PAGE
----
So Mr. Diversity is Beautiful, Prime Minister Justin Trudeau, is now worried about his southern border after he put out the “Welcome” sign with his big talk about how wonderful Canada is compared to the mean country run by a mean President—the US.
This event made me laugh, but there are a few things in the report about last week’s visit by “icon” Ahmed Hussen to Minnesota that I need to mention.
Here is the story at the Star Tribune.
By the way, I tweeted it when I first read it and it was popular on twitter (I’m trying to a better job with twitter and even if you aren’t on twitter yourself, you can see my tweets in the right hand sidebar of RRW). I am @RefugeeWatcher.
Canada’s immigration minister, Ahmed Hussen, arrived in Minnesota just days after the U.S. Supreme Court let stand for now new travel restrictions for eight countries, including Somalia — the land a teenage Hussen fled with his family.
But even as he has come to symbolize for some the divergent immigration philosophies on either side of the U.S.-Canada border, Hussen shuns criticism of the Trump administration’s approach. In fact, he was in the Twin Cities this week in part to discourage a spike in asylum-seekers crossing into Canada this year that has tested the country’s famously welcoming attitude.
“We are huge fans of immigration, but we want people to immigrate through the regular channels,” he said.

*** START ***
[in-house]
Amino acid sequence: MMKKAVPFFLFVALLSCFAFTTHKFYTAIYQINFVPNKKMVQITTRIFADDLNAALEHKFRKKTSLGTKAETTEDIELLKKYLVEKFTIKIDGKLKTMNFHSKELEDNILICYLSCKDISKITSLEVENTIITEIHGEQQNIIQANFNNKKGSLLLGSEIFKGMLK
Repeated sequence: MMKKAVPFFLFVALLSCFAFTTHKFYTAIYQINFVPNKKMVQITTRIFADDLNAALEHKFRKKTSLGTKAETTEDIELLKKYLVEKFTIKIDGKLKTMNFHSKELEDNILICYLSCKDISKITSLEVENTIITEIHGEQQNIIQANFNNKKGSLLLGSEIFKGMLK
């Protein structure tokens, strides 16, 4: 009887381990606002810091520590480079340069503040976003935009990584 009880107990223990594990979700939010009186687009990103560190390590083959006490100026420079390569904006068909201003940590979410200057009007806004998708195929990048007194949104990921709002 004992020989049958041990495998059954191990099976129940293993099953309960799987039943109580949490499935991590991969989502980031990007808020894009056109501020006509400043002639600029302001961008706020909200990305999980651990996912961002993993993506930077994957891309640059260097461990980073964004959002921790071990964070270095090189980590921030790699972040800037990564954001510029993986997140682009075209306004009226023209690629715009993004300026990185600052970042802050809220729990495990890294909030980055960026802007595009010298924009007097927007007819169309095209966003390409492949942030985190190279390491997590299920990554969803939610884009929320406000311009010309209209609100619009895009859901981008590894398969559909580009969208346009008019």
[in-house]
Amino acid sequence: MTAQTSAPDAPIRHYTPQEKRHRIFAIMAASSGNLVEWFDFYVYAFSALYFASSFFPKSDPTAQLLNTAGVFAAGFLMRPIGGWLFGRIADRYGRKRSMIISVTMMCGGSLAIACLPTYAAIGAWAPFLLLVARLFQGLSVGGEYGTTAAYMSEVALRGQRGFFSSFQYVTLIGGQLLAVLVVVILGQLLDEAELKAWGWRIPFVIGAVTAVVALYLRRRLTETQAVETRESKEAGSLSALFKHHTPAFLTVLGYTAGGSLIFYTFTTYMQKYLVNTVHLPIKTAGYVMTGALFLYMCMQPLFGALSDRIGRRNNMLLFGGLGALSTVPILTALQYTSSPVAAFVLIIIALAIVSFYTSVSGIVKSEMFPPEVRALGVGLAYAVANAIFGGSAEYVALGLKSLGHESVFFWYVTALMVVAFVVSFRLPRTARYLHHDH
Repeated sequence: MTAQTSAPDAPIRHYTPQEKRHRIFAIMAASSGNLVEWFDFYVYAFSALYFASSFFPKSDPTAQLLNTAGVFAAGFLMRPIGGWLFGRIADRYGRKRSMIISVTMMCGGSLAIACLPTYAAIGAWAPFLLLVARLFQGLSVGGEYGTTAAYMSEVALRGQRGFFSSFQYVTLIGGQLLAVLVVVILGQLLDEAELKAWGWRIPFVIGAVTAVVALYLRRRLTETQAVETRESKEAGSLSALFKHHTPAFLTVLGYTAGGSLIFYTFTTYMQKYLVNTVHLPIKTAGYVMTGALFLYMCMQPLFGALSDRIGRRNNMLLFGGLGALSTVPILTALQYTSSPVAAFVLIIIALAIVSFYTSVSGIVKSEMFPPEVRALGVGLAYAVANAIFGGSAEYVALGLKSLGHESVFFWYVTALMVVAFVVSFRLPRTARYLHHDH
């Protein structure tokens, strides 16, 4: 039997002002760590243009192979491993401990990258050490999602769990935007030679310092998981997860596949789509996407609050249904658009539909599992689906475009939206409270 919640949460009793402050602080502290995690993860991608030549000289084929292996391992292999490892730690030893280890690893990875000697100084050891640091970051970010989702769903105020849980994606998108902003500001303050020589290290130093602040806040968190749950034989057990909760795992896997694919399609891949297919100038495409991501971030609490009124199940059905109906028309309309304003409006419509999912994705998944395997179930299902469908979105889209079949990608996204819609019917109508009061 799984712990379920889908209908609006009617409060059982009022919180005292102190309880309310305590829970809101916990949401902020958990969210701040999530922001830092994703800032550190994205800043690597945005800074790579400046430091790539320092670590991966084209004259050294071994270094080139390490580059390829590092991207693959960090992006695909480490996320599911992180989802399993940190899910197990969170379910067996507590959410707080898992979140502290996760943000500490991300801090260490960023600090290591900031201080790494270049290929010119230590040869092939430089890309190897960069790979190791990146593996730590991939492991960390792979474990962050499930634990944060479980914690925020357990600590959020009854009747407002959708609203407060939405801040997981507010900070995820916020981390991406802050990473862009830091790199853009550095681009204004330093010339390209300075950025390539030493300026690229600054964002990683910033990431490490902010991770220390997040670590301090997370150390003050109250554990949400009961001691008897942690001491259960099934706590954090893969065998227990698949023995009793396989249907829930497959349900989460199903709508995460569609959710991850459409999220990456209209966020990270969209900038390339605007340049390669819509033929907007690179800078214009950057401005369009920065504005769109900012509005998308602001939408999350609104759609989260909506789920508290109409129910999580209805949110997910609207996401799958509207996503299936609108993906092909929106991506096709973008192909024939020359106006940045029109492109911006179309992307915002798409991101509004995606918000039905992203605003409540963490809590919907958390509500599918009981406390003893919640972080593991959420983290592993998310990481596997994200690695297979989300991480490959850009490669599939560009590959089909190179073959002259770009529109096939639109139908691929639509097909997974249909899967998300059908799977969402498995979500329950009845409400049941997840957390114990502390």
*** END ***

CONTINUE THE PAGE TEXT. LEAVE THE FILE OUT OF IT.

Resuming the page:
Here is the first point I want to mention, this “regular channels” bit!
There is no regular channel for someone who is in the US illegally, possibly after failing an asylum bid, and who will soon be on one of those ICE deportation planes back to Africa.
So who is Hussen kidding! Anyone who was smart enough to break into the US knows his only out is to take his (or her) chances by breaking into Canada.
There is no line for them to join to fill out legal paperwork.
In a speech at the University of Minnesota’s Humphrey School of Public Affairs, Hussen touted Canada’s measured approach, including a gradual increase in immigration planned over the next three years. [Their “measured approach” follows a free-for-all Syrian airlift to Canada that has the country now in an uproar (not enough jobs and too much welfare!)—ed].
He met with resettlement agency staff and other advocates, plugging a unique Canadian program in which private citizens and churches sponsor some refugees. Members of the local Somali community, where he enjoys rock star status, threw him a welcoming reception in Minneapolis.
“He is an icon,” said Mohamed Ahmed, a local community leader and Bush Foundation fellow. “People see him as an example of what is possible in the West.”
A recent rise in illegal border crossings into Canada has triggered pushback from conservative politicians there and concerns from border communities such as the Manitoba city of Emerson, unsettled and overwhelmed by the arrivals. In Manitoba, many of those arrivals have been Somalis who had unsuccessfully applied for asylum in the United States. Now, Hussen and some Canadian lawmakers are reaching out to immigrant communities to highlight that border crossers undergo rigorous screening and face deportation if their asylum claims fall short.